Well, we are familiar with all the above, but how many of you know that the air pollution in India could well be worse?  Here is a photo I took from my hotel in Delhi towards India Gate, which was not that far away:


If you clicked on that posting, scroll down to the comments.  The article was entitled, INDIA SUCKS, and I stopped counting after 50 responses.

Amazingly enough, while the horrific quality of the air in China has made headlines, the air pollution in New Delhi is far worse!!!   And people don't seem to care much because everything else is worser (there is such a word, and I still get upset to recall that I got a D on an essay paper in high school when my instructor said there was no such word) yet.

How bad?
  • The particulates are more dangerous
  • A very bad air day in Beijing is about average for Delhi.
  • There was a day when the PM2.5 hit 500 in Beijing a year ago and was cited by the American
    Embassy as dangerous.  During this general period, the average in Beijing was 227, while Delhi was 473.  Only once in three weeks did Delhi drop below 300:  a level more than 12 times the exposure limit recommended by the World Health Organization.
  • Delhi is bad, but other cities are getting worse.
  • People in India have the weakest lungs, far worse than in China.  There was a time when this was thought to be genetic.  However, the lungs of Indians born of immigrant parent in the U.S. are normal.
  • India has the world's highest death rate because of chronic respiratory diseases.
  • India has more deaths from asthma.
  • In 1998 India's Supreme Court ordered that Delhi's three-wheeled taxis (notorious for emissions) be converted to compressed natural gas.  This actually happened, but the numbers increased because of more roads.
So do India and China have the worst air pollution in the world?  Well, partially yes, for  the World Health Organization cites cities in Iran, India, Pakistan and the capital of Mongolia as the pits.  That's Tehran to the left, this article said thousands died.  The U.S. and Canada are among the best.  But headlines show that 60% of Americans live in areas with unhealthy air pollution levels, as reported by the American Lung Association (ALA).  Read the article, but Los Angeles is at the highest risk from ozone and and Bakersfield for air pollution.  Honolulu is rated among the cities with the best quality, but ALA is not analyzing this accurately, for the volcanic haze from Kilauea, that has been erupting for nearly a third of a century now, causes days when, I think, Honolulu joins Beijing and New Delhi as unhealthy.  I worry more for those living on the Big Island.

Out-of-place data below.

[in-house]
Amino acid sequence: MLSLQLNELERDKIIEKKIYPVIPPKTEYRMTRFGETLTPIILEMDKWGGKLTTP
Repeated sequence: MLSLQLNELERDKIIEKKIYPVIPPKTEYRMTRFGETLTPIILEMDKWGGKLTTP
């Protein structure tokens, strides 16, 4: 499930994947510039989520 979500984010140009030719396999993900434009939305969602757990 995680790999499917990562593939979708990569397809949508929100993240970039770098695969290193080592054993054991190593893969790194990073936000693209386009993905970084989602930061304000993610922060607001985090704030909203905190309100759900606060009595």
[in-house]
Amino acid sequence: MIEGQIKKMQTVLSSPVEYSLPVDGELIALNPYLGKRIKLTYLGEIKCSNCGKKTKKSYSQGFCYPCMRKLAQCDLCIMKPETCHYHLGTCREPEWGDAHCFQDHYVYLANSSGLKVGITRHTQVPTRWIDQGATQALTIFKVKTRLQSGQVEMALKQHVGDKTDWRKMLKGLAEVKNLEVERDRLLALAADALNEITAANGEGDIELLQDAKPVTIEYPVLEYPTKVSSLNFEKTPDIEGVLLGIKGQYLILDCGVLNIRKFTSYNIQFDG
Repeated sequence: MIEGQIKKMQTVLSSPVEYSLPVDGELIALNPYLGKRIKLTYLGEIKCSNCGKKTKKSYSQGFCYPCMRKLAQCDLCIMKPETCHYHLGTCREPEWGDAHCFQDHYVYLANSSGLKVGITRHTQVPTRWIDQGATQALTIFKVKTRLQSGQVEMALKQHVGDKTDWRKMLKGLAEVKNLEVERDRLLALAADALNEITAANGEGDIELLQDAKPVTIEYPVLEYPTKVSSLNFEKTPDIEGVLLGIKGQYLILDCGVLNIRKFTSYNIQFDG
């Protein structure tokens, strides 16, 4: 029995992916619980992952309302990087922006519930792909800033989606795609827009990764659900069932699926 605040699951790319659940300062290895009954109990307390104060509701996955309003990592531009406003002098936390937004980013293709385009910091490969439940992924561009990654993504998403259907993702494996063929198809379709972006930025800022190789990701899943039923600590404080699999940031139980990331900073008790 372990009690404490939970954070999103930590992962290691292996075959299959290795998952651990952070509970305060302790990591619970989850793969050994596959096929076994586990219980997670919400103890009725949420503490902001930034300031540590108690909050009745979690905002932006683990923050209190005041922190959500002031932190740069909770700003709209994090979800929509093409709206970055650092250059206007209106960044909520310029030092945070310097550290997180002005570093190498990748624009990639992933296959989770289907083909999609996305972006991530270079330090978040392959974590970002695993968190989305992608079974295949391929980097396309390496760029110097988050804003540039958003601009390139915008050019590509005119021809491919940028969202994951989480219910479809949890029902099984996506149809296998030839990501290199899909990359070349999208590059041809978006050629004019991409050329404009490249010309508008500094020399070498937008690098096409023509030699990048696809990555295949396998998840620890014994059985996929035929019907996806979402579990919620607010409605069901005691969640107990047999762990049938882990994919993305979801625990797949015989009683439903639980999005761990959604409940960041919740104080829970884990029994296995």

By the way, you can compare pollution with any city in the world, as I did with Honolulu and Beijing:


Honolulu, HIBeijing
Improve DataImprove Data
Air Pollution
10.71
93.10
Drinking Water Pollution and Inaccessibility
0.00
74.04
Dissatisfaction with Garbage Disposal
0.00
56.73
Dirty and Untidy
25.00
61.54
Noise and Light Pollution
20.00
61.11
Water Pollution
25.00
79.63
Dissatisfaction to Spend Time in the City
12.50
84.17
Dissatisfaction with Green and Parks in the City
20.00
66.67
Contributors:731
Last Update:October, 2013January, 2014
 You can read the entire chart, but click on that link to follow-up.  By the way, here are Delhi and Beijing this month:
DelhiBeijing
Improve DataImprove Data
Air Pollution
76.92
93.10
Drinking Water Pollution and Inaccessibility
63.54
74.04
Dissatisfaction with Garbage Disposal
66.67
56.73
Dirty and Untidy
68.75
61.54
Noise and Light Pollution
58.33
61.11
Water Pollution
66.67
79.63
Dissatisfaction to Spend Time in the City
65.38
84.17
Dissatisfaction with Green and Parks in the City
35.42
66.67
Contributors:2731
Last Update:  (both in January, 2014)

As much as that above article condemned Delhi, Beijing looks worse this month.  But let's face it, we are lucky to live in the USA, and even more so if you are in Honolulu, except for those days of Kona weather and volcanic fumes..